And what an entrance it makes! Easing its way into our lives with a shudder here and a shiver there. Not like spring that reminds of the oppressive summer heat lurking ahead. Long hot days give way ever so gently to shorter days when the cool air brings goosebumps on bare arms. Night sneaks up on the day and the light fades dutifully. The sun doesn’t hurt anymore – its warmth spreading deliciously over skin bare now but soon to be hidden under warm layers. Soon instead of the once-a-week Chocobar, it’s warm smoky peanuts and seeking out the un-earthly pleasure of cracking their crunchy shell under thumb and forefinger. The city is changes its hues – Tilak Marg will be flanked by a skeletal army of trees. Trees that jealously kept out the sun, now filter its rays and create winter ephemera.

Like I said winter in Delhi is many things.

It is the billowing white mist from my mouth. It is layers of wooly pleasure – scarves, gloves, multi-coloured socks, shawls, sweaters, stockings and neck warmers. It is going to lodhi garden to watch the dogs play and laze around in the fickle sun - just like everyone else. It is huddling in an auto sharing a shawl while the wind makes light of your chattering teeth. It is waking up in the dark (when we were young) to go to school. It is a bonfire of dry leaves that dies out almost as soon as it is lit. It is the haze that hangs low on the empty streets at night and the halo that crowns the tall lights along the way. It is dahlias and chrysanthemums. It is lumpy quilts wrap around frigid toes and a frosty nose. It is sun-kissed mornings and plump oranges with tangerine jewels. It is the smell of freshly washed woolens and their fuzzy warmth baking in the sun. It is fallen leaves crackling underfoot and the smell of wood smoke.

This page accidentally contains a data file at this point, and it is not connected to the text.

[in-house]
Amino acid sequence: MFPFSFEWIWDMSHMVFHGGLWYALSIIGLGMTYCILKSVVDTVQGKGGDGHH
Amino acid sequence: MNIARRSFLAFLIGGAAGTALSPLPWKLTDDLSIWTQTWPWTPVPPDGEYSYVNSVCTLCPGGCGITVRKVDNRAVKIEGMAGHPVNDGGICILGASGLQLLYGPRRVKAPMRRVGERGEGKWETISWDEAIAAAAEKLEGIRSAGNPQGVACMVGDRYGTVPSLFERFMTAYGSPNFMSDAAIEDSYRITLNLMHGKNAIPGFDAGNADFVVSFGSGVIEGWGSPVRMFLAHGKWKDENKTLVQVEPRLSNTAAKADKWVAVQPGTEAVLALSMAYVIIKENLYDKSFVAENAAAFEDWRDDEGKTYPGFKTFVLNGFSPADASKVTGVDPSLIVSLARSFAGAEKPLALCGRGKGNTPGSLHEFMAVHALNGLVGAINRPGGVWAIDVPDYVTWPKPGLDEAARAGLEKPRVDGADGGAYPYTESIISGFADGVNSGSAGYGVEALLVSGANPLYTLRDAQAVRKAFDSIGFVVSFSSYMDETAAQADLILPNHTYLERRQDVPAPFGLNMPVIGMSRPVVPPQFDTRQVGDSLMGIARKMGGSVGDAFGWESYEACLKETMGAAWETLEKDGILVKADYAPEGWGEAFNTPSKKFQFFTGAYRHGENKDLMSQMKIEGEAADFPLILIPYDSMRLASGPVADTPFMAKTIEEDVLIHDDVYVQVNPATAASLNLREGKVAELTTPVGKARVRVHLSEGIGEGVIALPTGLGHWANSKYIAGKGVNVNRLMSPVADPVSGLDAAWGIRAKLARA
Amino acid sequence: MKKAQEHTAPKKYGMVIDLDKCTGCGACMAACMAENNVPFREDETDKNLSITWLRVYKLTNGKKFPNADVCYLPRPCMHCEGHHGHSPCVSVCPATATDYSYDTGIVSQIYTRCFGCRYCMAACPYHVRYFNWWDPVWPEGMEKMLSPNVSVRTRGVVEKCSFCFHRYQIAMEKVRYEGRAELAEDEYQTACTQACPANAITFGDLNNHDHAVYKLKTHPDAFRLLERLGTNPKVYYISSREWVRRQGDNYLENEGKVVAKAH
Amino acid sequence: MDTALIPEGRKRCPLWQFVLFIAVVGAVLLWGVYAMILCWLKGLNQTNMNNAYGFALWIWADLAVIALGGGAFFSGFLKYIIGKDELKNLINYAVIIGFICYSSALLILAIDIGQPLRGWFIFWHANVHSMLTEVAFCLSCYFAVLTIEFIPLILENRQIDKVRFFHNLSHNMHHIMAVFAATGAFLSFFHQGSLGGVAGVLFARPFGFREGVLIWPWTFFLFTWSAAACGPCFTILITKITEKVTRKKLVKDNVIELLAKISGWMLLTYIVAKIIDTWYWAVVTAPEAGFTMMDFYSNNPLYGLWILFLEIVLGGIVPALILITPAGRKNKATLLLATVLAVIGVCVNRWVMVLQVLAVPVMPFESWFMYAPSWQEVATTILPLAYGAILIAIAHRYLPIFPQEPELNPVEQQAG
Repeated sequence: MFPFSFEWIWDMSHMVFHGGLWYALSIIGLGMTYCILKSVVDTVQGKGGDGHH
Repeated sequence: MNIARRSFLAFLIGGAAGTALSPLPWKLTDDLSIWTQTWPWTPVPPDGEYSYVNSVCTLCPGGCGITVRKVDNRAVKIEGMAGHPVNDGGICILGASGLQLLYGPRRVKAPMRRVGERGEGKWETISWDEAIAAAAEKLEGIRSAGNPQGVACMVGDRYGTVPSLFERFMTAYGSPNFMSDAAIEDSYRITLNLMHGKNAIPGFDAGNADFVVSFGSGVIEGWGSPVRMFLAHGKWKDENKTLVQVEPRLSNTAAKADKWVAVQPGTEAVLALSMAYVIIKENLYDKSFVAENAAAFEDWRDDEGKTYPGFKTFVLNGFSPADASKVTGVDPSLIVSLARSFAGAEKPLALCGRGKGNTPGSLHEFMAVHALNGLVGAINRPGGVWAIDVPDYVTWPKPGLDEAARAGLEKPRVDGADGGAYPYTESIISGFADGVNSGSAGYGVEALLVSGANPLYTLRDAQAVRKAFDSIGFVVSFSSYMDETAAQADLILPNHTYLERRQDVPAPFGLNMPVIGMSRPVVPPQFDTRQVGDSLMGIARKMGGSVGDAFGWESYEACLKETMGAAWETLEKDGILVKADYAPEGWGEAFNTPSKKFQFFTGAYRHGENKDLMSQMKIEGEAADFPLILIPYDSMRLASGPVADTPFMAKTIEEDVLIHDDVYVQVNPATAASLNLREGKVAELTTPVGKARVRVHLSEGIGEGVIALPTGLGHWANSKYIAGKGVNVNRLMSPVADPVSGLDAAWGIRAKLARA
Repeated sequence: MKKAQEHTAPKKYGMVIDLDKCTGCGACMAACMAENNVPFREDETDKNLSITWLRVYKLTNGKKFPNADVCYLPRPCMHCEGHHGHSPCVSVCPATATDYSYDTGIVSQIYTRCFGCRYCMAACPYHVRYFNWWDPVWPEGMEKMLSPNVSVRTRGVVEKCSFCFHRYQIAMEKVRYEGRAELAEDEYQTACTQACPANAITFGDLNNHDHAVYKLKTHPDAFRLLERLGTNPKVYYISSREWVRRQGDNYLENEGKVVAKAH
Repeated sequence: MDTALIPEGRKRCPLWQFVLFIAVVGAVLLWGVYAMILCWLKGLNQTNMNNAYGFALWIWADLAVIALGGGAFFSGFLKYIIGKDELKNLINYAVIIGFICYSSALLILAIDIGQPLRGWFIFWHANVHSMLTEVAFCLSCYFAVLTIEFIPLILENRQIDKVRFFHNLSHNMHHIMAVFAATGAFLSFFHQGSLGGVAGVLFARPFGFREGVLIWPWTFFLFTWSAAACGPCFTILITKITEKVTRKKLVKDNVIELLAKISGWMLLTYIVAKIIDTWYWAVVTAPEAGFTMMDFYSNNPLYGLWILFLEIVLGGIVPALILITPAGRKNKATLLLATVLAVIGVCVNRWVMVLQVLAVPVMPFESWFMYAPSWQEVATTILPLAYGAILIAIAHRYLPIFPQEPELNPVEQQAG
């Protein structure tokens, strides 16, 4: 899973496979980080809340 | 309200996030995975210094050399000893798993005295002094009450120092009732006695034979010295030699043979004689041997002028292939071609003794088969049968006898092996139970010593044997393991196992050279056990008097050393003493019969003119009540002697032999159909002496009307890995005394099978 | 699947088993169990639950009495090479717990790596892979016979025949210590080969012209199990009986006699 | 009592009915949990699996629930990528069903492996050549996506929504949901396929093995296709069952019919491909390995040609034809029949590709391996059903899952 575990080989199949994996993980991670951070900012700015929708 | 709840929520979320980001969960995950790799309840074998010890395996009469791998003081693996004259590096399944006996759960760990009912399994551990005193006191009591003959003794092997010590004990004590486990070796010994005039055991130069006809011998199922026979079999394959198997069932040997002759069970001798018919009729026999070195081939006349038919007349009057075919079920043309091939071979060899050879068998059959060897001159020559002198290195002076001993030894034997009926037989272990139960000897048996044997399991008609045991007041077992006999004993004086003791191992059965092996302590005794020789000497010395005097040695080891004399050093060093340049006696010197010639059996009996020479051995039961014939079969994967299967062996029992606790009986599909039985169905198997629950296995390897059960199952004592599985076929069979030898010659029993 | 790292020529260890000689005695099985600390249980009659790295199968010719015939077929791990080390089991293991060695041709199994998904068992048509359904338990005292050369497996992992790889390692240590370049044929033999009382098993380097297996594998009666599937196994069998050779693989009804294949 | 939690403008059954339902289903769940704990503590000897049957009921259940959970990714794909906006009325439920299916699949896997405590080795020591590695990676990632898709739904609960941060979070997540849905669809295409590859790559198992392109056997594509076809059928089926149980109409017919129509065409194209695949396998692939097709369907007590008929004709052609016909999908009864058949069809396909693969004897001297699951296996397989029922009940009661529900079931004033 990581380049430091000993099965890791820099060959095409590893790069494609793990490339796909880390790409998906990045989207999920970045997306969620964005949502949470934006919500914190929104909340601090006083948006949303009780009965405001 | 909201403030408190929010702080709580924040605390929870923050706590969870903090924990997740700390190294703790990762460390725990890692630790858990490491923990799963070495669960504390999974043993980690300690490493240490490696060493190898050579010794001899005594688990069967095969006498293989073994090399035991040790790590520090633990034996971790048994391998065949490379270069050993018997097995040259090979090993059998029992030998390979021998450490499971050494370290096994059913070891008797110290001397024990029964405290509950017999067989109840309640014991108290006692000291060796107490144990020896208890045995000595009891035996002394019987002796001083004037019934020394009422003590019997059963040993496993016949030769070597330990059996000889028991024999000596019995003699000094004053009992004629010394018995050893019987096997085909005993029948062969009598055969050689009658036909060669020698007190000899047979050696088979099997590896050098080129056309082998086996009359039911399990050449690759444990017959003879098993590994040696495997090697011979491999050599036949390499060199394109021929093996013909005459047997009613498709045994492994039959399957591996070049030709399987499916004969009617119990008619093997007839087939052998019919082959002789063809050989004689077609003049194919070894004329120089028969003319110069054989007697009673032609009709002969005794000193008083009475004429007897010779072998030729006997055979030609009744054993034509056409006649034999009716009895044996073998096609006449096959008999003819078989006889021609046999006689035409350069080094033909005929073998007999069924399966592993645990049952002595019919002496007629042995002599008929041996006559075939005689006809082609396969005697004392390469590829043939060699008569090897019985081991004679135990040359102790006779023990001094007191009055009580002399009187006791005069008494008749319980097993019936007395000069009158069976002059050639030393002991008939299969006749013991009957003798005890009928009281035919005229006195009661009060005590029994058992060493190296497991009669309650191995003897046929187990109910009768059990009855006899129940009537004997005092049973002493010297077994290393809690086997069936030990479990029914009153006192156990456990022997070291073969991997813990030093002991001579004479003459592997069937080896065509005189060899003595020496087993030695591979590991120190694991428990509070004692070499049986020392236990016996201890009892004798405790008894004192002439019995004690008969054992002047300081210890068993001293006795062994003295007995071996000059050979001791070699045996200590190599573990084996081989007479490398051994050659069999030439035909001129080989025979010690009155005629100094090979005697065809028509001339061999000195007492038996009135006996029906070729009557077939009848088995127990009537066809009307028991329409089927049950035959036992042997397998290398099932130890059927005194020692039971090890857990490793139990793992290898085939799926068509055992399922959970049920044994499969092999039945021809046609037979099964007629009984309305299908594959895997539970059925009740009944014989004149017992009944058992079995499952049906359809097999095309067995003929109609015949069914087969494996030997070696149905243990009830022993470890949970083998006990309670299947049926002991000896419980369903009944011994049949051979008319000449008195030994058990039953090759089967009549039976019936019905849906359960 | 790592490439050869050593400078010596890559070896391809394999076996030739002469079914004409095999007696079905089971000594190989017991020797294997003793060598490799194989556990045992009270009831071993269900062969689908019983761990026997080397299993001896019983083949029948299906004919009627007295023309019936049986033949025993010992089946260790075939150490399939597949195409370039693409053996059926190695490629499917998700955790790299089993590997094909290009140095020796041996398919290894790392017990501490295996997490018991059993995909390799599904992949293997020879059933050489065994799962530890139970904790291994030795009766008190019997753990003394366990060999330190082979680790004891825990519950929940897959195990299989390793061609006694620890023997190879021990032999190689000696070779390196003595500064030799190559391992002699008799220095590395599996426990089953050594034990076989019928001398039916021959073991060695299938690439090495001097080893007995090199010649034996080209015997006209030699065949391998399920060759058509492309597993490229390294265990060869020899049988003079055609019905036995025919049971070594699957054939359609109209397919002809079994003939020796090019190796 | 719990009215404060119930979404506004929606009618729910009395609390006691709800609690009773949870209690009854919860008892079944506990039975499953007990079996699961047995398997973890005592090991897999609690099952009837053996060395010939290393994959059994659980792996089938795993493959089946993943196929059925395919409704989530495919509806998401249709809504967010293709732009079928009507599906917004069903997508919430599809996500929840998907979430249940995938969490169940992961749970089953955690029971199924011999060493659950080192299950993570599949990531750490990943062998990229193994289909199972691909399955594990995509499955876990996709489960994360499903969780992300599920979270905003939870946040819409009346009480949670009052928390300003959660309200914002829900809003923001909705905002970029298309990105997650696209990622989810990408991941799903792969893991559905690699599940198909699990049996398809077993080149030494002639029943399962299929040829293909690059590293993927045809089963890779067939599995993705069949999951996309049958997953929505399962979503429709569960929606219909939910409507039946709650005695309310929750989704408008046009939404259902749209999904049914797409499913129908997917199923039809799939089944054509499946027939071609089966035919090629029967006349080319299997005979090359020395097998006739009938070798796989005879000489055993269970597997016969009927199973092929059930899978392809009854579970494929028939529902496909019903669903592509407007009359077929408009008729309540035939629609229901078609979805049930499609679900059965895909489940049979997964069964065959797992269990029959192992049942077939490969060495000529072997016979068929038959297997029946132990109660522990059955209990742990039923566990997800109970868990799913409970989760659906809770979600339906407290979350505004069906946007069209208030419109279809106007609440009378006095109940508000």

To me winter in this city will always smell of burning leaves. Perhaps it is because until a few years ago these autumnal-discards were burnt in neat little piles along the roadside. The pungent acrid smell tickled the back of my throat. But mixed with the winter air, it felt cold but smelt of warmth. A warm woody fragrance that would get into my clothes if I got close enough to these winter pyres.

R shares my joy for the cold season. And though hers is a sartorial obsession we were equally excited about the steadily dipping mercury. One evening as we sat in auto speeding down Siri Fort road, considering the nip in the air with apt concentration R said something…..wonderful.

Don’t you think people seem a lot friendlier in winter?

Hmm. Why do you say that?

All this road rage and rabblerousing….it’s because in the summer everyone is so hot and bothered. But in winter…it’s so cold that people can’t be bothered about sticking their noses out of their monkey caps, let alone open their mouths to say something vile.

….I think you’re on to something.

I can’t wait for it to get so cold that my knuckles get jammed! says R here eyes the size of saucers. Hey, move over so I can get under your shawl. My nose is cold.

As we cowered in oner corner of the auto almost cheek-to-cheek with bare chested Sallu bhai, I caught a whiff of wood-smoke from a park nearby. Winter had warmed my heart yet again.